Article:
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Perseverance and Rebirth: Clark’s Phoenix Soars Amidst Remote Operations

Phoenix is Clark College’s award-winning art and literary magazine. Due to Clark temporarily being remote-only, Phoenix collaborated digitally to finish their 2020 issue. 

Although most of the content was put together during Winter quarter, there was a great deal more design left to do. 

Portrait shot of Aleksandra Hanchett in a parking garage
Aleksandra Hanchett, graphic designer at Phoenix, courtesy of Aleksandra Hanchett

“This transition from meeting together to when the lockdown happened was a big issue for us,” Aleksandra Hanchett, a graphic designer at Phoenix, said “We were like, ‘okay, we still have a lot of work and we’re not gonna have time to finish everything before the lockdown’, you know? So it was this time of uncertainty [where] we don’t know what we’re going to do.” 

Hanchett didn’t have a laptop at home to design on and said she had no idea what to do. Hanchett said Kathrena Halsinger, the instructor for Phoenix, pulled some strings and was able to get a college issued laptop to her early so she could continue working on the book’s designs and staff portraits. 

“[The team] all decided ‘okay, we’re just gonna divide tasks and like keep working from home and then see how it goes from there’. So that was kind of hard to decide.” 

Hanchett said Phoenix is a cool award winning magazine and encourages people to continue submitting work. She said it’s great exposure and loves how the magazine is done by students. 

Garrett Mann sitting in a chair, playing guitar and wearing a flower Lei
Garrett Mann, graphic designer and photographer at Phoenix, courtesy of Garrett Mann

“Right around the end of Winter quarter, in March,” Garrett Mann, a graphic designer and photographer for Phoenix said, “the pandemic was just starting. But there was still a lot that needed to be done. We did have a really good start. I’d say probably 75% of it was done by the end of the quarter, but 25% trickled into Spring break and then even into this quarter.” 

Mann said the most difficult part of the process was having all communications being email. Being remote was also difficult on photographers since some needed to reshoot but didn’t have the required equipment.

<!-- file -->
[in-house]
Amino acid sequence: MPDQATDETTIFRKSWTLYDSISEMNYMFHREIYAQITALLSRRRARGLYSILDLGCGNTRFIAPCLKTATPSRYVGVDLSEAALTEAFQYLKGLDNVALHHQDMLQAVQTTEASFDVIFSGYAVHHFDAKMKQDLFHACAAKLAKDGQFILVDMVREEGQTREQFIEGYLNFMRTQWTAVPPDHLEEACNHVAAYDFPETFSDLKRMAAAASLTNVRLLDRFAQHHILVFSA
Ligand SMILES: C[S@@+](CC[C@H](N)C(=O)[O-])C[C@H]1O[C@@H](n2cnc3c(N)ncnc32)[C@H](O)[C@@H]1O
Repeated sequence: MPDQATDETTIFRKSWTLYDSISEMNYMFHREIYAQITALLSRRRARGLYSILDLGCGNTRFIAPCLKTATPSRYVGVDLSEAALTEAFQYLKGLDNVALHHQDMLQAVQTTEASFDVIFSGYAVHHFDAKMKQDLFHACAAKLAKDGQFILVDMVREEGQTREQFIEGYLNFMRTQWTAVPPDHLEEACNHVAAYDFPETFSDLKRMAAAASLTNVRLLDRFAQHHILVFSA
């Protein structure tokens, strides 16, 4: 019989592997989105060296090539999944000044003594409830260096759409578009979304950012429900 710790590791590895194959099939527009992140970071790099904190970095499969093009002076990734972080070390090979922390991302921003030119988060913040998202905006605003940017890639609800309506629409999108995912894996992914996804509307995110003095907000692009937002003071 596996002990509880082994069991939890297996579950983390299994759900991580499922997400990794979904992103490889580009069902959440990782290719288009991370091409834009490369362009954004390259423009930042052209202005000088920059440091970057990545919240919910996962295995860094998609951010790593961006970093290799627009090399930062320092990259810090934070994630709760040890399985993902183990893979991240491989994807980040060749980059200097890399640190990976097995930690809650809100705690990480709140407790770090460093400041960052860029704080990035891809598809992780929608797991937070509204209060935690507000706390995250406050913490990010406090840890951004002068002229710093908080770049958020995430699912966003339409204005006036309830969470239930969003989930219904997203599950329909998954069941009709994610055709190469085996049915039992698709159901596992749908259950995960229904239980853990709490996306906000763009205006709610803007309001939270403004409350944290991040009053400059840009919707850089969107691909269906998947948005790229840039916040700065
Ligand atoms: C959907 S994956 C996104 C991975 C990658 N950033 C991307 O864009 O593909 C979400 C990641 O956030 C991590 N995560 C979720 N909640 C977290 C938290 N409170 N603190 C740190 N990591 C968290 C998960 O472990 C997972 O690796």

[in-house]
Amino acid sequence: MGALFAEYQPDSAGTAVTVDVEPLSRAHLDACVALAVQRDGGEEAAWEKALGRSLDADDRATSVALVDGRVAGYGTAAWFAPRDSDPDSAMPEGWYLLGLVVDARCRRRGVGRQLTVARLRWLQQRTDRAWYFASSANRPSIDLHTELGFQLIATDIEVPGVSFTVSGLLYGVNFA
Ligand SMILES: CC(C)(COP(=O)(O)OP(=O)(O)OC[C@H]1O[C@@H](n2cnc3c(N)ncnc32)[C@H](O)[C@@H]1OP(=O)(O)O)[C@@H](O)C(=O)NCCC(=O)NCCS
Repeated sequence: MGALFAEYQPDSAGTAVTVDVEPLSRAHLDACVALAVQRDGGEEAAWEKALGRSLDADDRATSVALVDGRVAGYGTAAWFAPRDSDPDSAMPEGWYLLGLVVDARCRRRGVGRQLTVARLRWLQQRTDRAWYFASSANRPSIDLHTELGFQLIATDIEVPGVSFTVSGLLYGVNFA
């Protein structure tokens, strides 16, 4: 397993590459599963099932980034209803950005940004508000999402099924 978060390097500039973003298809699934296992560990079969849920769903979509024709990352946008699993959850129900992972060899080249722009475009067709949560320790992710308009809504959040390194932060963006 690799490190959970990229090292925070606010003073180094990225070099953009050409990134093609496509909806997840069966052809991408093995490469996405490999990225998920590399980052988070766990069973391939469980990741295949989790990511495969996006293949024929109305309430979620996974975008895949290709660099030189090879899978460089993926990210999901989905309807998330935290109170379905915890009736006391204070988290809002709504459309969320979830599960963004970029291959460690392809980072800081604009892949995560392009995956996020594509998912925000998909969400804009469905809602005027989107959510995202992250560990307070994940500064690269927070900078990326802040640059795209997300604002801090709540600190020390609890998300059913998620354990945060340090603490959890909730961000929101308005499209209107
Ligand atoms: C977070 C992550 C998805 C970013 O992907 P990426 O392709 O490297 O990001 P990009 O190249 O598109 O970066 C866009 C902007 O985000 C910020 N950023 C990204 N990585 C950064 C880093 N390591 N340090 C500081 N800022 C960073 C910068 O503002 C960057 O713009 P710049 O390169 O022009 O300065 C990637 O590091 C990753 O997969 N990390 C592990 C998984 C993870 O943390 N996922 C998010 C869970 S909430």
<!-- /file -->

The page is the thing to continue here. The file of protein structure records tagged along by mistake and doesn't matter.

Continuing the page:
“I think the whole quarter was stressful because there was a small team of us, so it was two or three people working on a major part of the project. Whether it was typography or page layout or web design or photography or social media. I think we handled it really well,” Mann said, “Hard work pays off and, if you get the opportunity to take the Phoenix class, Katherina is an excellent instructor. We definitely wouldn’t have produced this without her guidance in her help.”

portrait shot of Larz Baldwin-Dillon with striking dyed red short hair
Larz Balswin-Dillon, former product photographer, social media manager and fine art editor for Phoenix

Larz Baldwin-Dillon was the product photographer, social media manager and fine art editor for Phoenix in 2018. 

Baldwin-Dillon said everything was put together quickly this year. She could see that they were having trouble and offered to help, but she saw they had everything covered. 

“Every year the Phoenix wins national awards, which is pretty cool,” Baldwin-Dillon said. “I feel like the physical copies are always just an extra perk and a bonus. I have mine and I feel like even with the quarantine going on the most we can do is just put it out there on social media, really get it out there and then make sure that whoever decides to do the website does a really great job at presenting all of the art pieces.”

Baldwin-Dillon said joining Phoenix is an amazing opportunity and encourages students to enter their work into the magazine. 

“There are so many different areas that accept so many different styles of art,” Baldwin-Dillon said, “It doesn’t matter if you’ve made it at school or if you made it at [home], everything’s accepted. It’s an award winning book, so it’d be great to go in anyone’s portfolio and on anyone’s resume.” 

Jonno Heyne, the former creative director of Phoenix, said the layout was usually spread out on camera so it could be critiqued in the classroom. Large scale mock-ups would be made and tested. 

“Luckily for us, this term has been about some of us regulars finishing up the book,” Heyne said, “And then of course, a new round of people who are coming in and they’re starting from scratch, learning the terminology, setting up mock ups and making some early decisions about what they see in the book. We’ve been fortunate that this term would be the one term that we’d be shut down. I think it’s the lightest term.” Heyne said the challenges will become more clear in the Fall when Phoenix gets busier. “That’s where I think the challenges are really coming.”

Heyne said Phoenix is a great way for artists and writers to be able to put their stuff in a form where people are going to be able to see it.

“I want everyone to know that [Phoenix] is a great doorway,” Heyne said, “If you haven’t picked one up before and you got a couple of minutes, it’s always a great thing to crack up and you can see in just a couple of minutes, just any page, it’s gotta be inspiring. I think it’s a real honor to be part of it because it really does speak for the art community and art competition.” 

 

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